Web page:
“We have lost quite a bit of that in the way housing programmes and investment are structured.” 

Ritchie added that given how local authorities are pro-growth it will be important to get the right neighbours at a local level to join up housing and transport. “One of the things I think you need to think about is how you get housing policy and housing investment, and indeed investment into next-economy type developments, and how we get greater flexibility in how government makes its investment,” she said. 

Current outcomes are overheated 

Sir Howard Bernstein, who has been influential in much of Manchester’s growth in recent years and has played a pivotal role in the region’s £6bn health devolution deal, stated that the current outcomes for planning and housing are “massively overheated”.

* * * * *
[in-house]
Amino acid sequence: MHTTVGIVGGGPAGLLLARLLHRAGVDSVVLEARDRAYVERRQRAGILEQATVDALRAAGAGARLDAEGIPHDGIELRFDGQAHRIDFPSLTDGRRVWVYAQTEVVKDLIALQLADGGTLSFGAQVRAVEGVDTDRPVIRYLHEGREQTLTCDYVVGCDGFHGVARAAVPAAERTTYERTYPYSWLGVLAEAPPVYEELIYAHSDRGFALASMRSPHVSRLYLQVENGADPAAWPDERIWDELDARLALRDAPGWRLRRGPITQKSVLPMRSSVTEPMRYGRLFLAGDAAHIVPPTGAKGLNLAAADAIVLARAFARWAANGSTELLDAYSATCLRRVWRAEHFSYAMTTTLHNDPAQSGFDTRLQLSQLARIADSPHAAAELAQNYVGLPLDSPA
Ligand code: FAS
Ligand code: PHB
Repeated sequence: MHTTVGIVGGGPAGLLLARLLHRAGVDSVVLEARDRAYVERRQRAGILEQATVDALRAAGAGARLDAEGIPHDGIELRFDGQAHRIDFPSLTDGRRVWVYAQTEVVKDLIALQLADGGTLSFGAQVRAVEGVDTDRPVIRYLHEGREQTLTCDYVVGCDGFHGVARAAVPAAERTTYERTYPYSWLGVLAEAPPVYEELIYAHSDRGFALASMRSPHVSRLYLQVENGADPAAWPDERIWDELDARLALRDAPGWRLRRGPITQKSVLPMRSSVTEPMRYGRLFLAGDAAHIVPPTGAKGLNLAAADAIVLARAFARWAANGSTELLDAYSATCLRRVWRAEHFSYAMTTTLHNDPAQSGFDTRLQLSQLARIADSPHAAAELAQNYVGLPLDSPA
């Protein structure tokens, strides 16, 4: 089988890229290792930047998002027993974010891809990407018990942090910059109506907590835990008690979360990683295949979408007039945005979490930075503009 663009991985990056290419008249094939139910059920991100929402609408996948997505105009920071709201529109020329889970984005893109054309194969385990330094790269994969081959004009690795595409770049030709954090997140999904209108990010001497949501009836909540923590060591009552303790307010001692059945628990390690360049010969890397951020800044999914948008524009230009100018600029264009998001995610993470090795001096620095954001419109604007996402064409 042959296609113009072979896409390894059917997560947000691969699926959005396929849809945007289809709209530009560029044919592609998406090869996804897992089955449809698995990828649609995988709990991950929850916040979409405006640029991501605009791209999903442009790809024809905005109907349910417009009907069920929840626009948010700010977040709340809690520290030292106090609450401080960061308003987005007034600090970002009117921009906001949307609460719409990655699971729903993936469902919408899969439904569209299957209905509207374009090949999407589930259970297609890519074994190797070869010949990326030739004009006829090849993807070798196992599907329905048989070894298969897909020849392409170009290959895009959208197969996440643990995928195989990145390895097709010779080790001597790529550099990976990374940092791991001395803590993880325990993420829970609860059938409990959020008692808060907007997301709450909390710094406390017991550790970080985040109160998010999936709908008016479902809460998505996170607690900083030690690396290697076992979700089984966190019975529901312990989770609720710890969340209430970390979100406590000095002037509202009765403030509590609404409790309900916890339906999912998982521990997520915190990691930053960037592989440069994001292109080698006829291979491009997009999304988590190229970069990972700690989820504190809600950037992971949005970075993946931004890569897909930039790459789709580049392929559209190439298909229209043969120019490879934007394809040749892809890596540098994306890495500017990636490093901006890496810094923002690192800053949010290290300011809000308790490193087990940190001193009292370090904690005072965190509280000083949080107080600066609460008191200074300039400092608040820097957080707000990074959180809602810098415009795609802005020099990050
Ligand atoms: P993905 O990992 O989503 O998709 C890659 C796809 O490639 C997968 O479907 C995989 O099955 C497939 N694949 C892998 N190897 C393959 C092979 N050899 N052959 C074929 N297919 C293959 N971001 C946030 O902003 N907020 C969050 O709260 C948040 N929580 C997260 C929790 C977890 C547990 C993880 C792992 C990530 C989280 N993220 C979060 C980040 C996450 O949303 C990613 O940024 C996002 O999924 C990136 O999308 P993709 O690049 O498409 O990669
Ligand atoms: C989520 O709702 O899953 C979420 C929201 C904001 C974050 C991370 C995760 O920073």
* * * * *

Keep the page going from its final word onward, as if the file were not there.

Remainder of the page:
“You see housing authorities in London acquiring land in Peterborough, almost in the lower parts of the Midlands, in order to actually provide the houses to support the growth and development of London,” he said. “That is not a sustainable proposition over the next decade. 

“We have to look at the way in which we drive growth, if we are going to meet the nation’s productivity target over the next decade. This isn’t just about the north of England, it is about how England and the UK actually remains a successful economic nation.”

Local housing growth 

Morthersole added that the current way housing growth is supported is “that it is seen as a national issue, as it is, but that the solution is designed at a national level”. 

“But every housing market is local, and it is proving very difficult to get the rate of housebuilding that we want to deliver nationally where the current support is quite rigid and is designed to national level,” he said.